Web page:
I just remembered MPC. Youíll recall that we had those US government issued wallet size certificates that substituted for American cash. They were called script in WWII. Is my memory serving me well? You decide. MPC meant Military Payment Certificate, right? I think the military didnít want us to scatter green-backs around Southeast Asia so we had MPC which the Vietnamese people werenít supposed to have. To make sure, the military would expire the MPC occasionally to make them harder to pass along to the Vietnamese people. If the people had MPCs they became worthless at the expiration date and theyíd have to start all over getting more from the GIs. On the other hand, GIs could get some of their pay in piastres or dong and spend it that way. It must have worked OK because troopers always had whatever the mama-sans sold and the red Honda 50s kept coming, especially around pay-day.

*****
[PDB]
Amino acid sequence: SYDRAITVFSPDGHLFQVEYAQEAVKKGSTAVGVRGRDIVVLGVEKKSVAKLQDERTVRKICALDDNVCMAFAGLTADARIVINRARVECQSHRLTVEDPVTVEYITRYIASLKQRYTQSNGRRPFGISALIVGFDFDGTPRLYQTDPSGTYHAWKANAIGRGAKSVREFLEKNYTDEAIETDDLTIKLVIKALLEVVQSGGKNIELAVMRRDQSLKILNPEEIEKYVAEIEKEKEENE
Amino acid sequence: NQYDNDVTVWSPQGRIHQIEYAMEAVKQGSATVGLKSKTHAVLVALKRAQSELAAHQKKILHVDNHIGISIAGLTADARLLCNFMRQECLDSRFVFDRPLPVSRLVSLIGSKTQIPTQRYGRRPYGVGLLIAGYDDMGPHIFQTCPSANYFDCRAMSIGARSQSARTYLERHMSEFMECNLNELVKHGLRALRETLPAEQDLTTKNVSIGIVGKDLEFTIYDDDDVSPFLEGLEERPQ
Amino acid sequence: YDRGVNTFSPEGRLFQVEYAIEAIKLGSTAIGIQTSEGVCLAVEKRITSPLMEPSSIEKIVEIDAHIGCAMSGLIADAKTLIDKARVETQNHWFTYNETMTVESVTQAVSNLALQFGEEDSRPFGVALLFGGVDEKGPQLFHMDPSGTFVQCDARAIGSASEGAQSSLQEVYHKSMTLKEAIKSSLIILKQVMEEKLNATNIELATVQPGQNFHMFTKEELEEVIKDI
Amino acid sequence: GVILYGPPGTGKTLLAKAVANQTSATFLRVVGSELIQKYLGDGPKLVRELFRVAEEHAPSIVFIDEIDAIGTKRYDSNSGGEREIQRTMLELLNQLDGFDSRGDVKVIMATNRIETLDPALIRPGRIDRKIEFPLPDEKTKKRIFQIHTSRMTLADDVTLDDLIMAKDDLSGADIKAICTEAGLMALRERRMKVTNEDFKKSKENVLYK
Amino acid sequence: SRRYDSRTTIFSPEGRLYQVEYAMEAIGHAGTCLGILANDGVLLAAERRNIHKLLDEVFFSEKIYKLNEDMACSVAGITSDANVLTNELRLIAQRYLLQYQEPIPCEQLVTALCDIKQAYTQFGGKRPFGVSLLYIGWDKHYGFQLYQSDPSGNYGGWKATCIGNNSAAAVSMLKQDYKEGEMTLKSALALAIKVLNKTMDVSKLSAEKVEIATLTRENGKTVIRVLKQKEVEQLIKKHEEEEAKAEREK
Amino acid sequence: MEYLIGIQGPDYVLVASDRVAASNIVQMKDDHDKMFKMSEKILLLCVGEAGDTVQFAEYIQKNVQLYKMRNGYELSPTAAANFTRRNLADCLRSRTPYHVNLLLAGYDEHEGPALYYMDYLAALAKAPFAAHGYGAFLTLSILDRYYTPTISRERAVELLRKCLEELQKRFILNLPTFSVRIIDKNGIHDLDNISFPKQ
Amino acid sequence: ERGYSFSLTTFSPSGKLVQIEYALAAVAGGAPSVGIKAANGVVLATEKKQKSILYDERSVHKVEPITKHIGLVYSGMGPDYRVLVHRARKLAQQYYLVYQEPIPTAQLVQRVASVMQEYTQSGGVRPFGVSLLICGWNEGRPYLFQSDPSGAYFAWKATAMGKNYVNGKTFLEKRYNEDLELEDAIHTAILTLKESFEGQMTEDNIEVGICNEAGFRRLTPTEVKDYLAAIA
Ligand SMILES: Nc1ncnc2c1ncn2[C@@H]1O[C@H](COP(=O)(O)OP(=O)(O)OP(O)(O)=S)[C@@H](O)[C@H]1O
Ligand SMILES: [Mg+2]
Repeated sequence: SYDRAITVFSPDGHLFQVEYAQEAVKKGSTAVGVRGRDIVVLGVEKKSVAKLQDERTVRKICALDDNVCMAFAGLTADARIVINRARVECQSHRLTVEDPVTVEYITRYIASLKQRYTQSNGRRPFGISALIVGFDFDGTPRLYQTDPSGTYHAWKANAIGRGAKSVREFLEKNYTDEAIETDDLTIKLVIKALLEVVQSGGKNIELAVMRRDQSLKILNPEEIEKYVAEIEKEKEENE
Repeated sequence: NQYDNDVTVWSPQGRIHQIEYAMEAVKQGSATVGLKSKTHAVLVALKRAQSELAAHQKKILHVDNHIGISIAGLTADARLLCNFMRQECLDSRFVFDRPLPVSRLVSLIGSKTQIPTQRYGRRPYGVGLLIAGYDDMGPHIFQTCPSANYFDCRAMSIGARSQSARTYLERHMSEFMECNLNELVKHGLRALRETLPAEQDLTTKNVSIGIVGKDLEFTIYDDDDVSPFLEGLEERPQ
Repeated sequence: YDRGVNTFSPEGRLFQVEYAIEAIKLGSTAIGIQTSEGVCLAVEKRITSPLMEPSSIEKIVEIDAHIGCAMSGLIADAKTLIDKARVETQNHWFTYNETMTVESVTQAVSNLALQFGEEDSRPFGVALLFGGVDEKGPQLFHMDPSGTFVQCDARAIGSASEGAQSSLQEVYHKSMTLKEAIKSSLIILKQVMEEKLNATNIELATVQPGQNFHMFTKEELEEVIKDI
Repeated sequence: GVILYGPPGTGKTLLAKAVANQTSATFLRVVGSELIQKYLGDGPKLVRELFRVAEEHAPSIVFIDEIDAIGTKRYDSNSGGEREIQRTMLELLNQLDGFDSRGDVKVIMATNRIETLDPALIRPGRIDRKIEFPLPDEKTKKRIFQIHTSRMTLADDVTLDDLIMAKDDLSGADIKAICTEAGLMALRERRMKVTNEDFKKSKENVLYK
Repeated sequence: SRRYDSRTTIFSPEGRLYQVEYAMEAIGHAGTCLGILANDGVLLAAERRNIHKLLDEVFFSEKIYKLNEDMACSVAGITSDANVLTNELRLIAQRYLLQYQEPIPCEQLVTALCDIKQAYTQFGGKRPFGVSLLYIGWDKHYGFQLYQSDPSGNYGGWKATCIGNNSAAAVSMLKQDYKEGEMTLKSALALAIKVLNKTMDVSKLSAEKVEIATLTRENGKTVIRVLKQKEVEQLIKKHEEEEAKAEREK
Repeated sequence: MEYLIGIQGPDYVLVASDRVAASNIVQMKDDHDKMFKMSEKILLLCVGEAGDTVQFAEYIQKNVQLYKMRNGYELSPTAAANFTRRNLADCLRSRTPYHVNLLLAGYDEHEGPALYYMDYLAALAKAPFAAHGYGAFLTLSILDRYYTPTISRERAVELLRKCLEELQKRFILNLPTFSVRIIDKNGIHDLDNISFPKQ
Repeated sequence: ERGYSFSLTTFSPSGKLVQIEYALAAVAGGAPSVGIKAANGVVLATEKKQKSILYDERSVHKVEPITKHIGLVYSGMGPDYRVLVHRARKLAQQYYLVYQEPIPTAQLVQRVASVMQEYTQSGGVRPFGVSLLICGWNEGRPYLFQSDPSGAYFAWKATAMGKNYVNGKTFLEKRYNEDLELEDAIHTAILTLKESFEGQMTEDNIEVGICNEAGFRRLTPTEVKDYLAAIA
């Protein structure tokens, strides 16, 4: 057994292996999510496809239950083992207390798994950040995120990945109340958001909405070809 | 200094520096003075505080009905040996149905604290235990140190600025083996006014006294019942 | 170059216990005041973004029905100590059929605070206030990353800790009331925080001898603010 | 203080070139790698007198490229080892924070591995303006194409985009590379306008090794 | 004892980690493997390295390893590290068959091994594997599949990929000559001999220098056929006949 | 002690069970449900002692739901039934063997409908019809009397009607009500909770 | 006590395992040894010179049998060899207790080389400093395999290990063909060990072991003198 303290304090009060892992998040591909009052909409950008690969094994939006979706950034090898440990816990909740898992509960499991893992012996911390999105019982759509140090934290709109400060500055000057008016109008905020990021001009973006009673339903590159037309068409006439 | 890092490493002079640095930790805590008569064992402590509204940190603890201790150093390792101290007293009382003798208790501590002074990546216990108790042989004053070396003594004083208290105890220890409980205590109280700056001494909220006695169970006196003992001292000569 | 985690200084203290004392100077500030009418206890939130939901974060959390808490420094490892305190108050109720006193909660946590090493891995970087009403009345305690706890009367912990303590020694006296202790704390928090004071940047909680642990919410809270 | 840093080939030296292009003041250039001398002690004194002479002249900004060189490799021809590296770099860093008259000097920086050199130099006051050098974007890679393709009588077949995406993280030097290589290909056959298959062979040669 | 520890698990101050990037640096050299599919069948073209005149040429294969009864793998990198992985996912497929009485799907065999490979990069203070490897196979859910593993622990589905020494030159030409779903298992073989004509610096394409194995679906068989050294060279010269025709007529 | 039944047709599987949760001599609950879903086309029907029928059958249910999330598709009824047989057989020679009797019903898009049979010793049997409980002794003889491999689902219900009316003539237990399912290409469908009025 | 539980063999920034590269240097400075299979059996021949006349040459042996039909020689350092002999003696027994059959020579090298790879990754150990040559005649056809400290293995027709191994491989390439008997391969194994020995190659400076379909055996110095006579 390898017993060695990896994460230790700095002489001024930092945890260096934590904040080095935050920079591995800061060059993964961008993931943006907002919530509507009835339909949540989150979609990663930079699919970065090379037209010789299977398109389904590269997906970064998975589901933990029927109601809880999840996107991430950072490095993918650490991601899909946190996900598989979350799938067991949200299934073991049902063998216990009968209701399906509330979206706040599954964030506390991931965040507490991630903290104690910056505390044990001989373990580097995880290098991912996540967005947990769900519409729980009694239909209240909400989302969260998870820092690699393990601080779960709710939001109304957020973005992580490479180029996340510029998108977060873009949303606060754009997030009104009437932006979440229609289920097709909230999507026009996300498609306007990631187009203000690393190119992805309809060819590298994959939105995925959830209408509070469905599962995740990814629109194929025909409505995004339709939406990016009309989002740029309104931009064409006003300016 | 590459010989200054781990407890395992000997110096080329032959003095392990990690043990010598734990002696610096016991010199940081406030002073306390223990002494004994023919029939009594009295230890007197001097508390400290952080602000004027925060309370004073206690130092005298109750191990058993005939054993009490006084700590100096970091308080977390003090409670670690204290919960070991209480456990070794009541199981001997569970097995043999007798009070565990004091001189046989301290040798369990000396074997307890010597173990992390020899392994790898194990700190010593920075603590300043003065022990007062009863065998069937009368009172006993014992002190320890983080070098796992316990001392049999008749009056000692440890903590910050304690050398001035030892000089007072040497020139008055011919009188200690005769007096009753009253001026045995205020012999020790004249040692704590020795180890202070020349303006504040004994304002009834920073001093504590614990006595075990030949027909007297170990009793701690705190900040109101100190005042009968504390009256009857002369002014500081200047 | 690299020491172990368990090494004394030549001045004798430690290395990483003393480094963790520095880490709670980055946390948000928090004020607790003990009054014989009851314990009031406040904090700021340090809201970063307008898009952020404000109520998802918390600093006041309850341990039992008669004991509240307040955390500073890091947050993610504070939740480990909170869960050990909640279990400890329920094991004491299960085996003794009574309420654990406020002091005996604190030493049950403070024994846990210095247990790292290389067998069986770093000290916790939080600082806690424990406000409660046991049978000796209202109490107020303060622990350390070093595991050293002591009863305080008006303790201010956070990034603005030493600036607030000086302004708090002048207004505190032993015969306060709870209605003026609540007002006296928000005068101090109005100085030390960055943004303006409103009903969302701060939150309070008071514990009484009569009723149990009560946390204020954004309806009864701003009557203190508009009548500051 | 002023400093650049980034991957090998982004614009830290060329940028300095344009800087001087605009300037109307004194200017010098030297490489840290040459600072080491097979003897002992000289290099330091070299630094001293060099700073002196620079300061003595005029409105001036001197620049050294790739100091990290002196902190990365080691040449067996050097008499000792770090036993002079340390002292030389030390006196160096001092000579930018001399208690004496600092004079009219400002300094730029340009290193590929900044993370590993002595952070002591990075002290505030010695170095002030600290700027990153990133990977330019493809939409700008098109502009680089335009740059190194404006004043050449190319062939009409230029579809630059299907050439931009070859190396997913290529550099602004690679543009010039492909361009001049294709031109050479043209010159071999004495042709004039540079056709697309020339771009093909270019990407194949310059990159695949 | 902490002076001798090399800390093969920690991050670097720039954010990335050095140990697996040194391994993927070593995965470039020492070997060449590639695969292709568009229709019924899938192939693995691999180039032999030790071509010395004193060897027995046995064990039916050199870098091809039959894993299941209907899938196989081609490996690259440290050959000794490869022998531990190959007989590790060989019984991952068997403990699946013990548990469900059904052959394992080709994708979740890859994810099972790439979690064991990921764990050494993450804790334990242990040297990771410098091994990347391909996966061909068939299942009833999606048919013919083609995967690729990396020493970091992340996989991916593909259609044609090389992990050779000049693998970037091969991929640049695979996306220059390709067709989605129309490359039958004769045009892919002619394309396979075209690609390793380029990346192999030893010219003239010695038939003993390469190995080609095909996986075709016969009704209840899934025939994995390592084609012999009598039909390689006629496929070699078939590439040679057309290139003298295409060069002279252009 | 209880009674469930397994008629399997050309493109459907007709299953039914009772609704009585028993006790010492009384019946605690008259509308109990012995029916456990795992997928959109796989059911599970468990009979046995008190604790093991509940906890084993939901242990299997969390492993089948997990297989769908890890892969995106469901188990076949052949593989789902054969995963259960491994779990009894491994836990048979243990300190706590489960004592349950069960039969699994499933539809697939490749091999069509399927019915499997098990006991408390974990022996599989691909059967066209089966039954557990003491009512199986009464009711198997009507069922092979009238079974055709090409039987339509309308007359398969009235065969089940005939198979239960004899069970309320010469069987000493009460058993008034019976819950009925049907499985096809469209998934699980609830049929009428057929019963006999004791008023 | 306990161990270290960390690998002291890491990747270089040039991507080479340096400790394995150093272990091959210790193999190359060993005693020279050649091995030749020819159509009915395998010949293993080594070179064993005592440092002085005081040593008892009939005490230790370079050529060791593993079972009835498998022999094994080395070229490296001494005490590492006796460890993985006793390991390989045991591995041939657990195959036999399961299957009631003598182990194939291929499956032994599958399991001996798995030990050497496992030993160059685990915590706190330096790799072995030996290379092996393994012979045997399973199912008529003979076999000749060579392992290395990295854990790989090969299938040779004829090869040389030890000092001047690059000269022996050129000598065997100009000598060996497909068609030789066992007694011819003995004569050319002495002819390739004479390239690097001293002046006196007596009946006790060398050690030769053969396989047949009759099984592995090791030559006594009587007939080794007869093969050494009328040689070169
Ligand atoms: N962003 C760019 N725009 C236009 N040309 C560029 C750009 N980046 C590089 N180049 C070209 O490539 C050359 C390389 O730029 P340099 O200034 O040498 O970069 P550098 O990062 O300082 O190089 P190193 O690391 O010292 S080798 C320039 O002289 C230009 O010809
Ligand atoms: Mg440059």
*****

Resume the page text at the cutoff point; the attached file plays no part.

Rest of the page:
That leads me to another American money substitute: C Rations. ďWhaaat!,Ē you say? I say, ďThatís right.Ē Cs were like money. Not exactly money, but something to barter with, which means to trade, in case you donít recognize ďbarter.Ē If youíre cav, youíll recall that we had mucho C Rations. If youíre a grunt, you wonít know this but you can take my word for it as I make it routine to tell the truth. Cav (armored cavalry) troopers usually had Cs by the case on board their tanks and ACavs. Also, on board their M548s, M578s, M88s and other assorted armored vehicles. Iíll remind you now, not that you forgot, that it was common for troopers to trade Cs that they didnít want for things that they did want which the mama-sans, baby-sans and other sans had for sale. You traded C rations, especially ham and eggs, for rice bread or a mirror. Iím sure you remember because how could you forget?